Rescue teams searching for bodies after a deadly landslide on a Sri Lankan tea plantation have revised the numbers of missing or dead down to 38.
Some estimates from the authorities had initially suggested as many as 300 may have perished in Wednesday's disaster.
Entire families were lost in the mudslide, officials said.
The government warned there may be more landslides due to the monsoon rains, which have also hampered rescue efforts.
The tragedy struck the Meeriyabedda tea plantation near the town of Haldummulla, about 200km (120 miles) east of the capital Colombo, on Wednesday morning.
Heavy rainfall caused part of a hillside to sheer off and crash into the tea estate, burying workers' homes in nine metres (30ft) of mud.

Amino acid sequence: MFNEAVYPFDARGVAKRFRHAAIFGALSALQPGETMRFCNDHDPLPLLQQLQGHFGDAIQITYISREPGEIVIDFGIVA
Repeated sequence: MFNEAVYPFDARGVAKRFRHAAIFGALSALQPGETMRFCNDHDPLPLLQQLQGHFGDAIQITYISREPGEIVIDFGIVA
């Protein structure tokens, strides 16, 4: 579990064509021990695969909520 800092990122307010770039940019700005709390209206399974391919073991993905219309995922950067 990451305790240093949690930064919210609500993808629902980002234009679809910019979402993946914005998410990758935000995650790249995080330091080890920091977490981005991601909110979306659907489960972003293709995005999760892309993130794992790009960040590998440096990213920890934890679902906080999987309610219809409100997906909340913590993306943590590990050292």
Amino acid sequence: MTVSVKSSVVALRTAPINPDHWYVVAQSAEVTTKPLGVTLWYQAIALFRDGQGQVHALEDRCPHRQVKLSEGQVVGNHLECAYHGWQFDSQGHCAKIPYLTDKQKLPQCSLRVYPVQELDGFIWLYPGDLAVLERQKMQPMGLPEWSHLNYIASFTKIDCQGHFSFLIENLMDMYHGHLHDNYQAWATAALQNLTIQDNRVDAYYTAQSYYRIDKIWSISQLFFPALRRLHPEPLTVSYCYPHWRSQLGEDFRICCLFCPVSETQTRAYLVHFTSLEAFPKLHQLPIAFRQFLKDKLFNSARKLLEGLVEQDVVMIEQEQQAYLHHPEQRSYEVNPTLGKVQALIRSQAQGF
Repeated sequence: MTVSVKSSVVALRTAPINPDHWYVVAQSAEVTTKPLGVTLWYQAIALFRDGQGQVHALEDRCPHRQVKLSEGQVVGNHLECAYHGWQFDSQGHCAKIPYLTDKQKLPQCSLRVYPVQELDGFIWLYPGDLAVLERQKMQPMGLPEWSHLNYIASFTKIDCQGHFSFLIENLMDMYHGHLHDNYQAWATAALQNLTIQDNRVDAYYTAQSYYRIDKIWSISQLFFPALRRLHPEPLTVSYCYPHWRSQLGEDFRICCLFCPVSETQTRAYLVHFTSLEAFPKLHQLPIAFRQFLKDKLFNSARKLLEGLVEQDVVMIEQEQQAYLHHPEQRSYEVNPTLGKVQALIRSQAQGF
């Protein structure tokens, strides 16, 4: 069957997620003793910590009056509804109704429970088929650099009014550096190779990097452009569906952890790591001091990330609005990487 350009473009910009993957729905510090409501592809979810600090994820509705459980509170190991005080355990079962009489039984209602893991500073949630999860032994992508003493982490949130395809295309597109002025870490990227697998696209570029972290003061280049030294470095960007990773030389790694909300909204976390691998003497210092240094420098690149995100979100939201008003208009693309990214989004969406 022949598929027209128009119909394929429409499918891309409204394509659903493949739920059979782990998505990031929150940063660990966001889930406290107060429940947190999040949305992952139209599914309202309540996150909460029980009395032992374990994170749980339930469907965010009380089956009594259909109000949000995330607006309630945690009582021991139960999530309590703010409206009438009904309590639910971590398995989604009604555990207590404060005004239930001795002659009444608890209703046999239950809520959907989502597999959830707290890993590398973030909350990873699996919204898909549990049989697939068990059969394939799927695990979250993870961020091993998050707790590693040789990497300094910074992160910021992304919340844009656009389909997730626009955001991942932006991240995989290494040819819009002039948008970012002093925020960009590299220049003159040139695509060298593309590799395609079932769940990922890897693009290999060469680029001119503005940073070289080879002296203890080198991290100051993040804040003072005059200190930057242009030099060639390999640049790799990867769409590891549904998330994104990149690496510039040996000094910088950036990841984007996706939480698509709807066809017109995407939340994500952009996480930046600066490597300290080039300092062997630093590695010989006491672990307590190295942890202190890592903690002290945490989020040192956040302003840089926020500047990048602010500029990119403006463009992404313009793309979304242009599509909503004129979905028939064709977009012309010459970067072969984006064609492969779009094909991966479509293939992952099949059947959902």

Rescue teams are still trying to recover bodies, with soldiers using mechanical diggers and sniffer dogs to root through the debris.
So far six bodies have been recovered.
There was confusion over the initial casualty figures because many of those feared dead had actually been at work or school when their homes were destroyed, a police official told the AFP news agency.
The recent rains have caused problems across the country, with sections of several national motorways being washed away.
In June, monsoon rains triggered landslides in Sri Lanka that killed at least 22 people.
The rains are caused by winds in the Indian Ocean and South Asia. They bring about wet and dry seasons in much of the region, and have a large impact on local ecosystems.